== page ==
One idea that came up in our class today was about how the information that we get from HST in March might be visualized. We saw a video that used computer simulations of a flight over the surfaces of various planets and moons. The simulations were based on the data that had been collected from various spacecraft. Would it be feasible for you to do this for the data we get from the three rotations of HST? That would be fun.

We'll be in touch again. Greetings to all around the world from Susan Herzog and Class 802 of the Mott Hall School, IS 223, District 6, Manhattan, New York City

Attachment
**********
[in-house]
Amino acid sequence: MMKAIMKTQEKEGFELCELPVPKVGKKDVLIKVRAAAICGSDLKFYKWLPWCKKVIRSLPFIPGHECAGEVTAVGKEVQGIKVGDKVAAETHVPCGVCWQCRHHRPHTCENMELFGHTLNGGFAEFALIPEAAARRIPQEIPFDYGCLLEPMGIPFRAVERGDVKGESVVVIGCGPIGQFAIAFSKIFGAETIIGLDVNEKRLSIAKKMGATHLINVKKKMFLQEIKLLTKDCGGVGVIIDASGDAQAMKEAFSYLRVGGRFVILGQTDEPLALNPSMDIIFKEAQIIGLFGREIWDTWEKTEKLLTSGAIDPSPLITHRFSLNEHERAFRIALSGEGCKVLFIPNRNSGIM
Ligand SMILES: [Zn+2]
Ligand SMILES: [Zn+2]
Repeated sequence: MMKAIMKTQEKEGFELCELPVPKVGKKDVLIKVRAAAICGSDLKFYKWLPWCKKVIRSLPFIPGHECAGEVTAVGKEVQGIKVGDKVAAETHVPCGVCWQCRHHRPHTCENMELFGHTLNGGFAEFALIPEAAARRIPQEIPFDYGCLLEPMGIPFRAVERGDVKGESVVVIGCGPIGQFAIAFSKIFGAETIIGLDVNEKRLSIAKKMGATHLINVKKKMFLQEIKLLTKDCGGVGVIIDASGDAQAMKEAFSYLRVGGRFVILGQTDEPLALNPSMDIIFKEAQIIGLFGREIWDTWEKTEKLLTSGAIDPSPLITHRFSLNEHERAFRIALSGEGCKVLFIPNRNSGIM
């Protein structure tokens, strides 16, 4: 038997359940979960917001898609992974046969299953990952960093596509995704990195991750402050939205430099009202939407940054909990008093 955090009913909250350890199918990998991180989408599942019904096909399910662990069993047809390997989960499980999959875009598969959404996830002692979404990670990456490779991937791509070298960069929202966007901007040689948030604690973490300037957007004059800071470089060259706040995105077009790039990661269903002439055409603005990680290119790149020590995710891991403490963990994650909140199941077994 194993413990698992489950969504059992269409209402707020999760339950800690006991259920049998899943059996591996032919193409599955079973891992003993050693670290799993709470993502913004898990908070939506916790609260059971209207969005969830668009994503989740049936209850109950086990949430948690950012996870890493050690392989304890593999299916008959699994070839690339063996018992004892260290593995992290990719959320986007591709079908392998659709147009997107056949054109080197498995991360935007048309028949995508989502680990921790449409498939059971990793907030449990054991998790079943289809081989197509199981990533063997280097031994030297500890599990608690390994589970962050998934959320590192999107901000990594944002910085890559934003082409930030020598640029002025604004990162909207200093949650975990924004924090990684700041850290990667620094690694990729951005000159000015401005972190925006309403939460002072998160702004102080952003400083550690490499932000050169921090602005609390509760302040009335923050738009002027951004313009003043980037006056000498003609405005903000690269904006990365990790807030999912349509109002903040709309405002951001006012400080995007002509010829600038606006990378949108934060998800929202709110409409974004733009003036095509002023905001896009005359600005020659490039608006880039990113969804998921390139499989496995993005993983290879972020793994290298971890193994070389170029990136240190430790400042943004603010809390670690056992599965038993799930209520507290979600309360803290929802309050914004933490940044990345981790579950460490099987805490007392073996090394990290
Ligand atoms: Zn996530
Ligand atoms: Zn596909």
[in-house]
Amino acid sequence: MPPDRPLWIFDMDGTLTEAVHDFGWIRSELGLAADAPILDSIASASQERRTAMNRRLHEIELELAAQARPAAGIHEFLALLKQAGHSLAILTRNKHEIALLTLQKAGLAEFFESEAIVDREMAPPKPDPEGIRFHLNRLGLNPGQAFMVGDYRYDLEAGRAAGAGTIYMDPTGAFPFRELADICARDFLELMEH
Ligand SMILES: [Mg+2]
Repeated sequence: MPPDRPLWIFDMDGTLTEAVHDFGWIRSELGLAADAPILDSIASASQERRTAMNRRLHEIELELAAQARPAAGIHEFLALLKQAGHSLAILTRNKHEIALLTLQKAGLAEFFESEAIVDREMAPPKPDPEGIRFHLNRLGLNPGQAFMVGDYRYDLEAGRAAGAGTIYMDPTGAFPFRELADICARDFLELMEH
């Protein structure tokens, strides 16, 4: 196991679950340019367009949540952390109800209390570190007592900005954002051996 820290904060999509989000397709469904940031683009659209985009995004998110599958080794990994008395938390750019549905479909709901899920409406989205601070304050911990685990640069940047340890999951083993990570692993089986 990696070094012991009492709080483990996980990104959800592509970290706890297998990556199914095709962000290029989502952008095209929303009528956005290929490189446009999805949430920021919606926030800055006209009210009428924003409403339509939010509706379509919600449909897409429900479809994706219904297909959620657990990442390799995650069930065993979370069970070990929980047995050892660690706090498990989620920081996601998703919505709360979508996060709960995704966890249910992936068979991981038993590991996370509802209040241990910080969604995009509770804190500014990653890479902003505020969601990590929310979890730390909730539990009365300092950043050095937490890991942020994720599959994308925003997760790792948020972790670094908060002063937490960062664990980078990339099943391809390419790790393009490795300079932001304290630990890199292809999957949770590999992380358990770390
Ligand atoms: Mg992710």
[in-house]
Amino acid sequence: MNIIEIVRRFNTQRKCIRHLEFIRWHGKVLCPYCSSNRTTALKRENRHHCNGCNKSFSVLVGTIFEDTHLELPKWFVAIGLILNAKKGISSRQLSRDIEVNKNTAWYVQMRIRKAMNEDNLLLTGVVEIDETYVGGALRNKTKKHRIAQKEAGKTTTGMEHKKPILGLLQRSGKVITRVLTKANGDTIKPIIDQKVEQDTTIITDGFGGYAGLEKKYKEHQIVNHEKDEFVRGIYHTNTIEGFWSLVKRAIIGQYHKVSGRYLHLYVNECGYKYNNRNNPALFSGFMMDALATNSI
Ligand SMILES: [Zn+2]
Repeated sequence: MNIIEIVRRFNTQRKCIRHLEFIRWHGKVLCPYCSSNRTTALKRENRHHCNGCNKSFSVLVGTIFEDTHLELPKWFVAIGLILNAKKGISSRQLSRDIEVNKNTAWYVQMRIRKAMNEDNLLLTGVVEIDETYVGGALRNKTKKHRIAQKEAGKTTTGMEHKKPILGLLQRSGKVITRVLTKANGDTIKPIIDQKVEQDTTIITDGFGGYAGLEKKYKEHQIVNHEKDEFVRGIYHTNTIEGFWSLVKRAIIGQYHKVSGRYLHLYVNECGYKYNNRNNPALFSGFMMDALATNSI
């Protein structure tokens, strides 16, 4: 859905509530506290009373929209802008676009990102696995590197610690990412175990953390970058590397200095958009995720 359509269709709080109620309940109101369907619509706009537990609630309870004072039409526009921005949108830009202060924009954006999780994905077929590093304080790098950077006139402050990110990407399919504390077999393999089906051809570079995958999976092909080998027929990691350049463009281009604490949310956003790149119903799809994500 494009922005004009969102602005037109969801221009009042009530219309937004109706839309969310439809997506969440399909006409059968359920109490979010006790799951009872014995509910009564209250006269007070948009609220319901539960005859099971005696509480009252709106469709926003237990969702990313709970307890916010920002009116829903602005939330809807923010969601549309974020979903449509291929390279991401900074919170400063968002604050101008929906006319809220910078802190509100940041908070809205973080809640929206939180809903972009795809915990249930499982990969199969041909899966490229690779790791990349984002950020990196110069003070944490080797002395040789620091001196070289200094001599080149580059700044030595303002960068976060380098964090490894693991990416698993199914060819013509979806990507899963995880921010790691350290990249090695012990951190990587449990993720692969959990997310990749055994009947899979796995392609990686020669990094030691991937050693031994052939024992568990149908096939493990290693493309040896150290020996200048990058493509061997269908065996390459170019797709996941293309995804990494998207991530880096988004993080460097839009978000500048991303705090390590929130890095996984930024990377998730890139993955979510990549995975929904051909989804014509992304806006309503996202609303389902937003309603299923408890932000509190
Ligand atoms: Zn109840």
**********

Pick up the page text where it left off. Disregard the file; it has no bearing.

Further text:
From: Lee Matyola: planet choice

Neptune is a very interesting planet, and we think that The Hubble Space Telescope should be directed toward Neptune. There are many things about Neptune that astronomers can only come up with theories to explain, but with the help of this telescope we could have facts instead of theories about Neptune.